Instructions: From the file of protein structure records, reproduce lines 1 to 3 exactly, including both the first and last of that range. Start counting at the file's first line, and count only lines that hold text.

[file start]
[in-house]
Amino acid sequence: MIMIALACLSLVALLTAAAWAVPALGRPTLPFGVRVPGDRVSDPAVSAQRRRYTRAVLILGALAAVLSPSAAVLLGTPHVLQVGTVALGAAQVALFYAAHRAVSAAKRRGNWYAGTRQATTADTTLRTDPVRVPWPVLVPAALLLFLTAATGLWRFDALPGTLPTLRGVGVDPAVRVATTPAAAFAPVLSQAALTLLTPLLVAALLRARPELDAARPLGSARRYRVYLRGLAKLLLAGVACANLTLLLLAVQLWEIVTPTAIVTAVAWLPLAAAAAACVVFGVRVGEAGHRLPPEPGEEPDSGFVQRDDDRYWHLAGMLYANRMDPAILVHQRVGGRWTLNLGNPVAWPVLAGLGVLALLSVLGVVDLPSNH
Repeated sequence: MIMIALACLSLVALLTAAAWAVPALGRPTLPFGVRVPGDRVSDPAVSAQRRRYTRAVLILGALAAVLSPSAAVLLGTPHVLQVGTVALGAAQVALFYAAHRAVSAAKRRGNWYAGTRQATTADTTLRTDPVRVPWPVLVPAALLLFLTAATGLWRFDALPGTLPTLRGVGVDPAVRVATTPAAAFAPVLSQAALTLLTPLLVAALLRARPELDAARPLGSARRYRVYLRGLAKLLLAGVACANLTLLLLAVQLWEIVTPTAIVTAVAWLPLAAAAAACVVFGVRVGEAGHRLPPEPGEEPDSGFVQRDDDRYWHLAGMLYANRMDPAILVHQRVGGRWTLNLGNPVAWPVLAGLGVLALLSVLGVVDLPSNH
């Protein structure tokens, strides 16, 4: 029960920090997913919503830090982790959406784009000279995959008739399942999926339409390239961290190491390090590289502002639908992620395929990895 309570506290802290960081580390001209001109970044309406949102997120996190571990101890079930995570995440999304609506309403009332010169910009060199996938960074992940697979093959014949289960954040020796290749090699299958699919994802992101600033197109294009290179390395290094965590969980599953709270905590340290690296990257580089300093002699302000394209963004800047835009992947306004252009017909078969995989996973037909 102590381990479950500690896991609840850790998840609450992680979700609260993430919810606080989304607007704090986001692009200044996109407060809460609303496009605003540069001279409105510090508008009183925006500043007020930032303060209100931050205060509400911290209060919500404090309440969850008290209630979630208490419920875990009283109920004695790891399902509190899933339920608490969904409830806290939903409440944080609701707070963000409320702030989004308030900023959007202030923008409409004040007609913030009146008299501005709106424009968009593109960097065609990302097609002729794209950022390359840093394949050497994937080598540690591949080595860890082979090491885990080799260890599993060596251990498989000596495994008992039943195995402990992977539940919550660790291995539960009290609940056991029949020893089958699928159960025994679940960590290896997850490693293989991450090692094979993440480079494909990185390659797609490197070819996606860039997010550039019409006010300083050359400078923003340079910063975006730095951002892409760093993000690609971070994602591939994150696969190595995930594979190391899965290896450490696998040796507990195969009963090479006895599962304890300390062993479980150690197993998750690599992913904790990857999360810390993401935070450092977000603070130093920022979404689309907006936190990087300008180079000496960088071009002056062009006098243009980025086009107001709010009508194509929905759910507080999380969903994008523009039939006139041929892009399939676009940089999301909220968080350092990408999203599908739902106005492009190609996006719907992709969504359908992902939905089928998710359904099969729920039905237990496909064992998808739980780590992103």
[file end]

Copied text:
[in-house]
Amino acid sequence: MIMIALACLSLVALLTAAAWAVPALGRPTLPFGVRVPGDRVSDPAVSAQRRRYTRAVLILGALAAVLSPSAAVLLGTPHVLQVGTVALGAAQVALFYAAHRAVSAAKRRGNWYAGTRQATTADTTLRTDPVRVPWPVLVPAALLLFLTAATGLWRFDALPGTLPTLRGVGVDPAVRVATTPAAAFAPVLSQAALTLLTPLLVAALLRARPELDAARPLGSARRYRVYLRGLAKLLLAGVACANLTLLLLAVQLWEIVTPTAIVTAVAWLPLAAAAAACVVFGVRVGEAGHRLPPEPGEEPDSGFVQRDDDRYWHLAGMLYANRMDPAILVHQRVGGRWTLNLGNPVAWPVLAGLGVLALLSVLGVVDLPSNH
Repeated sequence: MIMIALACLSLVALLTAAAWAVPALGRPTLPFGVRVPGDRVSDPAVSAQRRRYTRAVLILGALAAVLSPSAAVLLGTPHVLQVGTVALGAAQVALFYAAHRAVSAAKRRGNWYAGTRQATTADTTLRTDPVRVPWPVLVPAALLLFLTAATGLWRFDALPGTLPTLRGVGVDPAVRVATTPAAAFAPVLSQAALTLLTPLLVAALLRARPELDAARPLGSARRYRVYLRGLAKLLLAGVACANLTLLLLAVQLWEIVTPTAIVTAVAWLPLAAAAAACVVFGVRVGEAGHRLPPEPGEEPDSGFVQRDDDRYWHLAGMLYANRMDPAILVHQRVGGRWTLNLGNPVAWPVLAGLGVLALLSVLGVVDLPSNH